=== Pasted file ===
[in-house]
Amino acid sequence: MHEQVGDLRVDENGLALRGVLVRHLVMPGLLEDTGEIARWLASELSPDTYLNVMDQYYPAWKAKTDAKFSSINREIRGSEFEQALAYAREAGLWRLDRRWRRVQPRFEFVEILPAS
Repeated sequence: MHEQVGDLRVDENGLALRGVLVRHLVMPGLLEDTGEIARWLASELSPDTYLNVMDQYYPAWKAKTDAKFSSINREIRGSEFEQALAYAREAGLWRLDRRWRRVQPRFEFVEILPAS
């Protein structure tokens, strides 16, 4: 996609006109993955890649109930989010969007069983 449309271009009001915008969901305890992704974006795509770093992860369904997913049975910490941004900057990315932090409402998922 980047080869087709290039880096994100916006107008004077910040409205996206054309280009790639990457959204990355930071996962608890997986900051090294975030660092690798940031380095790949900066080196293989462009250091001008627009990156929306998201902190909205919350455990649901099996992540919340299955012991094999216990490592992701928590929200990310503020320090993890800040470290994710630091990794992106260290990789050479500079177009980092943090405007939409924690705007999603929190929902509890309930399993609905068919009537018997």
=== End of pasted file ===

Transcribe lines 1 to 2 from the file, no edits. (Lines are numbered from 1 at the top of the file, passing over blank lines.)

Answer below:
[in-house]
Amino acid sequence: MHEQVGDLRVDENGLALRGVLVRHLVMPGLLEDTGEIARWLASELSPDTYLNVMDQYYPAWKAKTDAKFSSINREIRGSEFEQALAYAREAGLWRLDRRWRRVQPRFEFVEILPAS